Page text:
Slashdot: UK ISP PlusNet Testing Carrier-Grade NAT Instead of IPv6

William Herrin bill at
Thu Jan 17 23:21:28 UTC 2013

On Thu, Jan 17, 2013 at 11:01 AM, Lee Howard <Lee at> wrote:
> On 1/17/13 9:54 AM, "William Herrin" <bill at> wrote:
>>On Thu, Jan 17, 2013 at 5:06 AM, . <oscar.vives at> wrote:
>>> The people on this list have a influence in how the Internet run, hope
>>> somebody smart can figure how we can avoid going there, because there
>>> is frustrating and unfun.
>>"Free network-based firewall to be installed next month. OPT OUT HERE
>>if you don't want it."
> I haven't heard anyone talking about carrier-grade firewalls.  To make CGN
> work a little, you have to enable full-cone NAT, which means as long as
> you're connected to anything on IPv4, anyone can reach you (and for a
> timeout period after that).  And most CGN wireline deployments will have
> some kind of bulk port assignment, so the same ports always go to the same
> users.  NAT != security, and if you try to make it, you will lose more
> customers than I predicted.

Hi Lee,

Then it's a firewall that mildly enhances protection by obstructing
90% of the port scanning attacks which happen against your computer.
It's a free country so you're welcome to believe that the presence or
absence of NAT has no impact on the probability of a given machine
being compromised. Of course, you're also welcome to join the flat
earth society. As for me, the causative relationship between the rise
of the "DSL router" implementing negligible security except NAT and
the fall of port scanning as a credible attack vector seems blatant

>>It's not a hard problem. There are yet plenty of IPv4 addresses to go
>>around for all the people who actually care whether or not they're
>>behind a NAT.
> I doubt that very much, and look forward to your analysis supporting that
> statement.

If you have the data I'll be happy to crunch it but I'm afraid I'll
have to leave the data collection to someone who is paid to do that
very exhaustive work.

Nevertheless, I'll be happy to document my assumptions and show you
where they lead.

I assume that fewer than 1 in 10 eyeballs would find Internet service
behind a NAT unsatisfactory. Eyeballs are the consumers of content,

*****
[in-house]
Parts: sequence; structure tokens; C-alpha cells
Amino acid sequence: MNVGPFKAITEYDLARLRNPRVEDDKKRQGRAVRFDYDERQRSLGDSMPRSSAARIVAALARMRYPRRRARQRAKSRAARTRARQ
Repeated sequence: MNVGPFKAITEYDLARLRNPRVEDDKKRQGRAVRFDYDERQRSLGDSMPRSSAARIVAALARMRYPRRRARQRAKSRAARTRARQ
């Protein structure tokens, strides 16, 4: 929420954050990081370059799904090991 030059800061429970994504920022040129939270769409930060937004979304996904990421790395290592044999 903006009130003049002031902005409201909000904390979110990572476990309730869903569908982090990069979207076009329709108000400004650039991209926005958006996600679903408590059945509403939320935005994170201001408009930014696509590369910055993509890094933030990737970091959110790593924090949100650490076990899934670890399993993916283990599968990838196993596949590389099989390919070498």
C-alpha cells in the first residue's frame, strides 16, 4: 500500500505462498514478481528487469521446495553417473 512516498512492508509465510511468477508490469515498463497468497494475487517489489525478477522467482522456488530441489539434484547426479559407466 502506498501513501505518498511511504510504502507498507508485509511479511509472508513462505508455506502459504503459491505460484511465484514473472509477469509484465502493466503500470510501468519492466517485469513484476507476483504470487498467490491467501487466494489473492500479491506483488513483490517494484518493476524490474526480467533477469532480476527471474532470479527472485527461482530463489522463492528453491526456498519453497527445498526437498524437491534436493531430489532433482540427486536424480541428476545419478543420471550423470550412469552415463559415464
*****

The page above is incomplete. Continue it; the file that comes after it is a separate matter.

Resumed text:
the modem, cable modem, residential DSL customers. Some few of them
are running game servers, web servers, etc. but 9 in 10 are the email,
vonage and netflix variety who are basically not impacted by NAT.

I assume that 75% or more of the IPv4 addresses which are employed in
any use (not sitting idle) are employed by eyeball customers. Verizon
Wireless has - remind me - how many /8's compared to, say, Google?

If you count from the explosion of interest in the Internet in 1995 to
now, it took 18 years to consume all the IPv4 addresses. Call it
consumption of 1/18th of the address space per year.

>From my assumption, 25% of the addresses are consumed by non-eyeball
customers who will continue consuming them at 1/(18*4)= 1/72 of the
address space per year. Assuming that server ops still need that many
addresses when acquiring them is not so close to free.

>From my assumptions 75% * 0.9 = 67.5% of the addresses are currently
consumed by eyeball customers who can convert to NAT. Match the
previous paragraph's math at 49/72's of the address space recoverable
at some cost that while not trivial is also not exorbitant.

Eyeballs were consuming at (1*3)/(18*4)= 3/72's per year but if only 1
in 10 needs a global address that slows to 3/720's.

13/720's per year consumes 490/720's after 37 years.

37 years.

So, where am I wrong? Is it more like 1 in 5 customers would cough up
an extra $5 rather than use a NAT address? The nearest comparable
would be your ratio of dynamic to static IP assignments. Does your
data support that being higher than 1 in 10? I'd bet the broad data
sets don't.

Is the current use pattern more like 50/50 between server users and
eyeball users? That'd cut things closer to a decade and a half but
what data I've glanced at from CAIDA, ARIN and the like doesn't seem
to support a belief that eyeballs aren't the major direct user of IPv4

Perhaps consumption is accelerating, but a lot of that has been
low-key hoarding during the past 5 years or so. Even with accelerating
consumption we're still looking at a couple decades before we have to
really scrape for IPv4 addresses.

Perhaps I fouled the math itself. I've been known to miscarry a 1. All
the same, the sky doesn't seem to be falling.

Bill Herrin

William D. Herrin ................ herrin at  bill at
3005 Crane Dr. ...................... Web: <>
Falls Church, VA 22042-3004

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